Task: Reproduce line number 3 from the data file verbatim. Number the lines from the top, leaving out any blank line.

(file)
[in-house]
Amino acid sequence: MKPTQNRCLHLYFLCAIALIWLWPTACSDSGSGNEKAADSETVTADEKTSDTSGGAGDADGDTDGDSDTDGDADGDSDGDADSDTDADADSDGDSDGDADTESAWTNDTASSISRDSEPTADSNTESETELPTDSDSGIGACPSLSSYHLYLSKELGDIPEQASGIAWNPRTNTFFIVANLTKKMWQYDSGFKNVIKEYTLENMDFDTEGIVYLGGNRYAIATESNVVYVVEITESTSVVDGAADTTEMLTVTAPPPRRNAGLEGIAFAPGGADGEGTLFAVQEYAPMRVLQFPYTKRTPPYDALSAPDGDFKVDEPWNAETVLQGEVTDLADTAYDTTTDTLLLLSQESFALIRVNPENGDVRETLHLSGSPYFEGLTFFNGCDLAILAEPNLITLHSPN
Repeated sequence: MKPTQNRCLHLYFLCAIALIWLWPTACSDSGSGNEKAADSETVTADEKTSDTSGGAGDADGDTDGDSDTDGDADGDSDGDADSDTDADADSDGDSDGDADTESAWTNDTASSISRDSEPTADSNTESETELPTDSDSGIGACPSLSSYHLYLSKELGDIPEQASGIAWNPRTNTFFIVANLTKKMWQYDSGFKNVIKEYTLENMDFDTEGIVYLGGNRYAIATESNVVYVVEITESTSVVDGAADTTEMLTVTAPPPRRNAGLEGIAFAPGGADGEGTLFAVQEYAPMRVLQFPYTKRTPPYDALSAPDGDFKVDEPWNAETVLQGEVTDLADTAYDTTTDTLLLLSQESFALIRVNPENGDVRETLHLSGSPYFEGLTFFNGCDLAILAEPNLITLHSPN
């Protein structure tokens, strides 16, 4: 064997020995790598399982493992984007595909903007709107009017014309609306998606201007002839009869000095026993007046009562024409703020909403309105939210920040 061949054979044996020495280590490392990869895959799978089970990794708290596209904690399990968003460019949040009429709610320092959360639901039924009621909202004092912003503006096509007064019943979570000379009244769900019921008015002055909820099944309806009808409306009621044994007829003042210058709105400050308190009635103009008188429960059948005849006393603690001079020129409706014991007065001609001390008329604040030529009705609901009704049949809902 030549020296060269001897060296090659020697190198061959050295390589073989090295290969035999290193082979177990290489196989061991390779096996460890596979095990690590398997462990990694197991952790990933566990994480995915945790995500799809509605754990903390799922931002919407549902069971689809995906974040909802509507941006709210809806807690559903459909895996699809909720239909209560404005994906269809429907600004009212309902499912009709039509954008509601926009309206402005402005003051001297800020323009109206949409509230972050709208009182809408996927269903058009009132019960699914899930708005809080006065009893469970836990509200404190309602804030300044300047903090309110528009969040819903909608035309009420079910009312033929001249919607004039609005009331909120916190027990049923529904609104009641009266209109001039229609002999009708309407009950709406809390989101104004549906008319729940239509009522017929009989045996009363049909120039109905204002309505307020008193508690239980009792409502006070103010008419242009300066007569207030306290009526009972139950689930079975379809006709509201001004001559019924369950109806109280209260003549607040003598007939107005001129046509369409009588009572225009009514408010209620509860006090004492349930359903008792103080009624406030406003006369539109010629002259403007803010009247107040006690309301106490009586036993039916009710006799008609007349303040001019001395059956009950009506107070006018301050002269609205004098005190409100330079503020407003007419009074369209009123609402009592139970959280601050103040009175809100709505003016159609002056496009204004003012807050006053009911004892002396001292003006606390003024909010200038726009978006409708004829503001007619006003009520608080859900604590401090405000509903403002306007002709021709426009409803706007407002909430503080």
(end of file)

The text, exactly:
Repeated sequence: MKPTQNRCLHLYFLCAIALIWLWPTACSDSGSGNEKAADSETVTADEKTSDTSGGAGDADGDTDGDSDTDGDADGDSDGDADSDTDADADSDGDSDGDADTESAWTNDTASSISRDSEPTADSNTESETELPTDSDSGIGACPSLSSYHLYLSKELGDIPEQASGIAWNPRTNTFFIVANLTKKMWQYDSGFKNVIKEYTLENMDFDTEGIVYLGGNRYAIATESNVVYVVEITESTSVVDGAADTTEMLTVTAPPPRRNAGLEGIAFAPGGADGEGTLFAVQEYAPMRVLQFPYTKRTPPYDALSAPDGDFKVDEPWNAETVLQGEVTDLADTAYDTTTDTLLLLSQESFALIRVNPENGDVRETLHLSGSPYFEGLTFFNGCDLAILAEPNLITLHSPN